A recent addition to the Library’s online Revolution exhibition is a book about the controversial White General Lavr Kornilov who was killed in 1918. Having identified it in the catalogue by searching for Kornilov, I strangely couldn’t find the record when I later searched by its author. Our catalogue record, it transpired, was for the wrong book…
The six exhibits for the April 1918 part of the exhibition; the Kornilov book is top left.
Two small books called General Lavr Georgievich Kornilov were published in the south Russian city of Rostov the year after Kornilov’s death. Both are rare in UK collections. For many years, the Library and its readers had been under the impression that we owned the 16-page volume by Nik. Tuzemtsev (the pseudonym of N.T. Dobrovol’skii). In fact what we have is the 48-page one by Vasilii Pronin. The printed guardbook catalogue’s entry for the book is correct, and the error likely crept in during the enormous exercise of creating electronic records for the guardbook entries in the UL’s first online catalogue. Books in non-Latin scripts particularly caused problems at the time, and we stumble not infrequently upon records which need some specialist attention.
It is satisfying to sort such errors out and always enjoyable to take the opportunity to look more closely at this kind of material. Pronin’s Kornilov book focuses on its subject’s military career. After service in the Imperial Russian Army, Kornilov was placed at the head of the Provisional Government’s army following the 1917 February Revolution. He led an attempted coup, was imprisoned but escaped, and then joined and took command of the Volunteer Army in the south. Our copy of the book reached the UL in 1975, transferred from the University’s Slavonic Library, a fine collection which was later brought into the Modern and Medieval Languages Faculty Library. The book’s text is liberally covered with underlinings, largely in blue pencil. On page 31, there is a surprise. In a section about the coup, a list is given of the names of those who supported Kornilov and shared his imprisonment. The blue pencil marks one out with an asterisk which leads to a note in French: “mon oncle”.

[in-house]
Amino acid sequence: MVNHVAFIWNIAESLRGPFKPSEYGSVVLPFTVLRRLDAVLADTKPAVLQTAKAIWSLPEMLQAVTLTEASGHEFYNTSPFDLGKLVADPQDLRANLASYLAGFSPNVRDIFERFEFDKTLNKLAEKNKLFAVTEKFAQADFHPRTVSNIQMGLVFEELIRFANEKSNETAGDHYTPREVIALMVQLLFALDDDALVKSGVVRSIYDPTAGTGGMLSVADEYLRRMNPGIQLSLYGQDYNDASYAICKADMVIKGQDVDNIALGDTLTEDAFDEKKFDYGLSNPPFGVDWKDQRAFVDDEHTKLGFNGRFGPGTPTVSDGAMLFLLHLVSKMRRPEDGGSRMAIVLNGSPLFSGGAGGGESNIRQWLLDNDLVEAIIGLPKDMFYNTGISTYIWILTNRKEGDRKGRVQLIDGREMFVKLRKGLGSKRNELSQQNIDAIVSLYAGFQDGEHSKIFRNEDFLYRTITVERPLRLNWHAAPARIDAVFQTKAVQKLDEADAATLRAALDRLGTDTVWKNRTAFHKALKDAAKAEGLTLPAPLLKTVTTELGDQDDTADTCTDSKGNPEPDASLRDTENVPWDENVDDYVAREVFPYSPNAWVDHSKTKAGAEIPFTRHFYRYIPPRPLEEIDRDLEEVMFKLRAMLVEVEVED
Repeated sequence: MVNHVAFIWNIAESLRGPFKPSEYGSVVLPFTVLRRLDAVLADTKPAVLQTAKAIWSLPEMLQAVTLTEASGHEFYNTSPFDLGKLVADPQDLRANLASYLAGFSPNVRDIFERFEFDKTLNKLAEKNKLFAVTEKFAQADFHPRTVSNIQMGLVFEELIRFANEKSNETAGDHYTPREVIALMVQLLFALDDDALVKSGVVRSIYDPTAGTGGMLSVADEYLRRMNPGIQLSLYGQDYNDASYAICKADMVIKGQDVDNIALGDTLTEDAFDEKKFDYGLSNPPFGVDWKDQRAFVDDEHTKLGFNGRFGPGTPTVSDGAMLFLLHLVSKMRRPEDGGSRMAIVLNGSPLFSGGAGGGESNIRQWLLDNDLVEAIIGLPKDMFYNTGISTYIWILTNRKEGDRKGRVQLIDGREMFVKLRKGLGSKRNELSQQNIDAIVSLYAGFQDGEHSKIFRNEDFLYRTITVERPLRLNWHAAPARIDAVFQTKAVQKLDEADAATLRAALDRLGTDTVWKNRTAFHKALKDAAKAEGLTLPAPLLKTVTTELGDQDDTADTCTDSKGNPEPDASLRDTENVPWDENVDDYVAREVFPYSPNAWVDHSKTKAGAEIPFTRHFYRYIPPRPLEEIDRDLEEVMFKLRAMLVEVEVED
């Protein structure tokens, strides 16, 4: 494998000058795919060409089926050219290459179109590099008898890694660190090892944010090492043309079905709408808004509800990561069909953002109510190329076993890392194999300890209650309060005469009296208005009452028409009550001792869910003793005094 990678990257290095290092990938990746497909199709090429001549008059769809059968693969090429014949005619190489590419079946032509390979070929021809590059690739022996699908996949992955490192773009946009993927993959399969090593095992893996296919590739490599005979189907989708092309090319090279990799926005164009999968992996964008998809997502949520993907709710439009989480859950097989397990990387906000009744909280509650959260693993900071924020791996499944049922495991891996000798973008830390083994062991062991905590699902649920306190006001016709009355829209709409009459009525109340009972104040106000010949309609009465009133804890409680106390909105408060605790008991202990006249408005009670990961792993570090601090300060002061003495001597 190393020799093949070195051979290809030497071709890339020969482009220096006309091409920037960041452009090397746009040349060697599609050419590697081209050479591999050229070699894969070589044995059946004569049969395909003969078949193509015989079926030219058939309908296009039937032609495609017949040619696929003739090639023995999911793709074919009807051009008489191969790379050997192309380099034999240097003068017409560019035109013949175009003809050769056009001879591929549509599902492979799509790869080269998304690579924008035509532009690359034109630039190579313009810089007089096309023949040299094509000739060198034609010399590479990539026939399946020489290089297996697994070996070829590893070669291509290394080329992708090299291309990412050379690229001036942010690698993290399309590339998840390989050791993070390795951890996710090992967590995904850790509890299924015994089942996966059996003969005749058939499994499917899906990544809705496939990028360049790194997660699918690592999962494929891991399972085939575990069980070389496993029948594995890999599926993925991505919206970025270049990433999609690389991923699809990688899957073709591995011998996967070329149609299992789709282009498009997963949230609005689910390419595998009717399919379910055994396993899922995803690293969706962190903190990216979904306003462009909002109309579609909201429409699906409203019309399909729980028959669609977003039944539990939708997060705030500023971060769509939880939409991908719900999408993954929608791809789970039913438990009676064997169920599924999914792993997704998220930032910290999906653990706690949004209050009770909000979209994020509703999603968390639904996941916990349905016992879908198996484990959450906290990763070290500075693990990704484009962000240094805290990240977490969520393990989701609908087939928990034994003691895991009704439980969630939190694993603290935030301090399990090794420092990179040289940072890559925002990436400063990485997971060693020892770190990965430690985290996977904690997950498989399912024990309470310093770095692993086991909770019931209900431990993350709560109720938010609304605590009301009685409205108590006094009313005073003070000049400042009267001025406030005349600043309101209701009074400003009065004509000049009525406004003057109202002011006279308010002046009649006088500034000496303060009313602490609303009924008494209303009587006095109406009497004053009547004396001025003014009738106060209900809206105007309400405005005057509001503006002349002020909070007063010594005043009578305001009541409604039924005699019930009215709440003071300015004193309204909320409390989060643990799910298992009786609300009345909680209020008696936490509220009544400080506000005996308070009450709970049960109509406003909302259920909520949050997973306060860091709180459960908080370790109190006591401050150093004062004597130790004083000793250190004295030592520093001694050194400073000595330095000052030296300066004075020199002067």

The asterisk appears at the beginning of the name Novosil’tsev (Leonid Nikolaevich Novosil’tsev (1872-1934)) but might possibly instead refer to the preceding name, Riasnianskii (Sergei Nikolaevich Riasnianskii (1886-1976)). The photo below of Kornilov and the co-conspirators imprisoned with him includes both men. According to the list provided in the photo’s Wikimedia Commons page (in Russian), Novolsil’tev is number 11 (back row) and Rianianskii is number 14 (ditto, to left of window). Kornilov himself is number 1, centre-left in the front row.
According to his Russian Wikipedia entry, Novosil’tsev left Russian for the Balkans via Bulgaria. Riasnianskii’s entry says that he too went to Yugoslavia before moving to Belgium after World War 2 and then finally settling in the USA. Riasnianskii also features in N. Rutych’s 1997 collective biography of senior Volunteer Army officers (586:9.c.95.607), as does Vasilii Pronin, the author of the book. Initial investigation into both men to whom the asterisk in our copy might apply has failed to draw up a notable nephew or niece who might have owned and written in the UL’s copy of the Pronin book, but any reader who has a lead is warmly encouraged to get in touch.
The April 1918 Revolution exhibits can be seen here. Readers interested to find out more about the Volunteer Army and Kornilov should browse in the catalogue for the subject headings Russia (Territory under White armies, 1918-1920). Dobrovolcheskaia armiia and Kornilov, Lavr Georgievich, 1870-1918.